146. Mr Whiting you can certainly visit Chateau Cousins and have a word with my wife!
  (Mr Whiting) I would be pleased to do so.

Mr Beard

  147. The Inland Revenue, when they were speaking to us, said that—roughly speaking—they got about 45 per cent of returns back by September 30, another 45 per cent by January 31, and another 10 per cent in dribbles until about July.
  (Mr Whiting) Or later.

  148. Yes. Do you think they are doing enough to encourage early filing?
  (Mr Whiting) I think there is more that can be done. There is still a residual fear amongst taxpayers that, if they file early, there is a greater chance of their return being picked for enquiry, so there is a little bit more to be done there. It would obviously be a trite comment to say that perhaps there should be a little more incentive. The Revenue have a period for enquiry and maybe, if that ran from the time you filed, that might just encourage the earlier filing that in many ways would help us all. You point to the near 10 per cent who do not make 31 January deadline at all—that is something we have argued for a long time needs some proper looking at as to why that is. There could be many reasons—complexity of the system, fear of the system, ostrich attitude—all sorts of reasons—but that to us is a matter of some concern.

  149. You mentioned in your evidence that some people do not file early because they think there is a bigger chance of them being picked out and looked at if they do file, and when this was put to the Inland Revenue they said that was not true at all and that the opposite was the case. They said they were more likely to score highly against people who file late and pull them out for scrutiny. So how could they get that message across because obviously it is a misconception?
  (Mr Whiting) It is. For example, if you look at the advertising campaign that they have done, my personal view is that was a little misdirected because all that did was remind us about 31 January. It would be perhaps better to concentrate on, "The sooner you get your return in, the sooner we will have dealt with your affairs and it is ended", or something along those lines. It is a psychological issue but there is some work to be done. Maybe it could be as simple as a note in with the tax returns when they are sent out, but certainly a move to change the enquiry window would help.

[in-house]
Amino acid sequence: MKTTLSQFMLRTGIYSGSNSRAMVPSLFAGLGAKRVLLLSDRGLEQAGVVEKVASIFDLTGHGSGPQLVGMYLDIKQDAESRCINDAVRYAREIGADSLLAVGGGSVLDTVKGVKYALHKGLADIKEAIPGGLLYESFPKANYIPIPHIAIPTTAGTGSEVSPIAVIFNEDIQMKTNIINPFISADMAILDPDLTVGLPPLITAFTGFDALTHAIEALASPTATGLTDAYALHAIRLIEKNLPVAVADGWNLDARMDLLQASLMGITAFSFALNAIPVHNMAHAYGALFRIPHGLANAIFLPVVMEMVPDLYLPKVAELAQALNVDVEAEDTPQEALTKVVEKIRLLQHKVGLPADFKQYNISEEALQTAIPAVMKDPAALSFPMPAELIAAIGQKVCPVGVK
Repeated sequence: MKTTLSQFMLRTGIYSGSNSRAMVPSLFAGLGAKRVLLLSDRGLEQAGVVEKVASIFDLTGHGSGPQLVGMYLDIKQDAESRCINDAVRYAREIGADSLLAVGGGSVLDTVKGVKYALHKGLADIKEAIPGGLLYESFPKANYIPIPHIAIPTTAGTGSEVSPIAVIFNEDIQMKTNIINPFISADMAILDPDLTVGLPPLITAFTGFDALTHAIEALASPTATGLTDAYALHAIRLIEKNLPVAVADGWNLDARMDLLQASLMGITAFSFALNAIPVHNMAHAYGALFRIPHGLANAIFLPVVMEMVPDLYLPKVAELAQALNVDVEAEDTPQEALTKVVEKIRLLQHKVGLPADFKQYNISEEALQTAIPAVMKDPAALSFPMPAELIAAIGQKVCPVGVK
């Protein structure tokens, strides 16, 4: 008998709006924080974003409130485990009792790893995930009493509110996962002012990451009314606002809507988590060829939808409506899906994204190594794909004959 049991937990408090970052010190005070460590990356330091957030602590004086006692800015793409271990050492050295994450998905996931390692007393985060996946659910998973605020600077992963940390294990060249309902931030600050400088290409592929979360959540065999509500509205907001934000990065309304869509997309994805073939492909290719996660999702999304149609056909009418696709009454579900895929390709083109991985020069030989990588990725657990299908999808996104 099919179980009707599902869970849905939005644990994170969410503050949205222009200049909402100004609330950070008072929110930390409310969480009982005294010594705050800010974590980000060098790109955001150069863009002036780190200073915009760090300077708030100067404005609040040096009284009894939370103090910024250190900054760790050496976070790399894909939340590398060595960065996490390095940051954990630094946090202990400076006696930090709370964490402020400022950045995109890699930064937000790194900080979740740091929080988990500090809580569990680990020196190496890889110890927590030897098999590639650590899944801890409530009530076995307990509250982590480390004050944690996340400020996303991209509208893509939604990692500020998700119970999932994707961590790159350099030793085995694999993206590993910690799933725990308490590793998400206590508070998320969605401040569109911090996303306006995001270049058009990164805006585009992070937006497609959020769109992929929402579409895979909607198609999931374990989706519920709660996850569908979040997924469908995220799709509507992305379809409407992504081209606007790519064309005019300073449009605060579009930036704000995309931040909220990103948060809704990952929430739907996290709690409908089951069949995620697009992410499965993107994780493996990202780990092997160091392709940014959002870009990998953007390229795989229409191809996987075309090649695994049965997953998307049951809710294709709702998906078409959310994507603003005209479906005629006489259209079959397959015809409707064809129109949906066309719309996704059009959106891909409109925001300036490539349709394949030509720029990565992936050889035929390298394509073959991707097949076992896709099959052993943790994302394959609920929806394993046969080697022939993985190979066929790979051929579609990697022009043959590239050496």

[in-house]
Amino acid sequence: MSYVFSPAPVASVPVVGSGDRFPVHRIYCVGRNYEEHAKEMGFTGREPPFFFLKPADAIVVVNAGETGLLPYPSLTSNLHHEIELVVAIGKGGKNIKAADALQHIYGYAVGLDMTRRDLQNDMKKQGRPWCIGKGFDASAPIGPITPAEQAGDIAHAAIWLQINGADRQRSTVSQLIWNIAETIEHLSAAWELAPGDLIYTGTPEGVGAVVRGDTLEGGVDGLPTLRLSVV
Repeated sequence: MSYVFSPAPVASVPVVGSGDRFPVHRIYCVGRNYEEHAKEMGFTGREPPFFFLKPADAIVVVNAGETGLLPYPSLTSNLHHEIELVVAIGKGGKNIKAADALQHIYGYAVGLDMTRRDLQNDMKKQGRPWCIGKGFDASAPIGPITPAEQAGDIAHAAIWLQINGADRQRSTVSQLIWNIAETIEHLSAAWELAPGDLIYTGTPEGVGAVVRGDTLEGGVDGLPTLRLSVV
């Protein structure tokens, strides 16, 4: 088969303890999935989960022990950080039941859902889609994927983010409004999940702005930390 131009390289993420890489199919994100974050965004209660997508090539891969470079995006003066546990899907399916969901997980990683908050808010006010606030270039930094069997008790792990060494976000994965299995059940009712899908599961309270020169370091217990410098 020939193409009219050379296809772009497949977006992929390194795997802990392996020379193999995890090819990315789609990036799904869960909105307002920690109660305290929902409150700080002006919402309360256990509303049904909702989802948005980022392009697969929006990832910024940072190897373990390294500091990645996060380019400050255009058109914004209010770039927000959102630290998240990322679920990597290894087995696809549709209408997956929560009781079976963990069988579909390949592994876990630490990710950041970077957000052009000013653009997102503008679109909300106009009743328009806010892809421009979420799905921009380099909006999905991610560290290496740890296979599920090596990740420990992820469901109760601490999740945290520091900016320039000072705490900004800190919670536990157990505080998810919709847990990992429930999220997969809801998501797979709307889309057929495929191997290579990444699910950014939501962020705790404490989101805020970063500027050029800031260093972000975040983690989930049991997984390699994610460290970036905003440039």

(Ms Self) In addition to that, a lot of unrepresented taxpayers believe there is a deadline of 30 September and a deadline of 31 January and that there is almost no point in submitting in between. They do not realise that the Revenue will still do their best to calculate your tax for you even if you happen to miss 30 September. That could be communicated better.
  (Mr Whiting) Yes. That is a good point.

  150. Have you spoken to them about this as an Association?
  (Mr Whiting) Yes. We talked to them in the early days before self-assessment came in; we continued to work with them through the Consultative Committee on Self-assessment and, increasingly, this comes up through the Working Together initiative.

  151. What have they said when you brought this up?
  (Mr Whiting) Largely that they are thinking about it and they are interested in encouraging earlier filing, so we return to Mr Plaskitt's comment—we wait to see.

  The Committee suspended from 5.26 pm to 5.36 pm for a division in the House.

Mr Beard

  152. Can we move on to electronic filing? You said in your memorandum that experience of the electronic lodgement system and of filing by Internet has "not been wholly satisfactory for agents". Why is that so?
  (Mr Whiting) I personally was heavily involved in consultations on the electronic lodgement system. Of course, I have also experimented with the filing by Internet. I think the reason why we would say it has not been good for agents is, certainly looking at the electronic lodgement system—

  153. Was that mainly for corporation tax?
  (Mr Whiting) No, all for income tax. So far corporation tax has not been in either system other than a very early bit of experimentation. Electronic lodgement required quite a bit of effort by agents, additional software purchases and additional procedures in place to enable filing electronically. The savings as we perceived them were all on the Revenue's side. It was a worthwhile system to try but we remained disappointed that there was no sharing of benefits, shall we say. As regards filing by Internet, that frankly seems to be the way forward now. Initially, of course, you and I as individuals could file by Internet but I as an agent was not allowed to register to file your return. It is only recently that that has come into play, so that in itself has been disappointing in that it took us a little while to convince the Revenue that, being realistic, if you wanted returns filed electronically—which has to be the way forward—then the greatest chance of getting a significant number filed electronically is to make it easy for the agents to do it, because the vast majority of agents are already doing their returns electronically.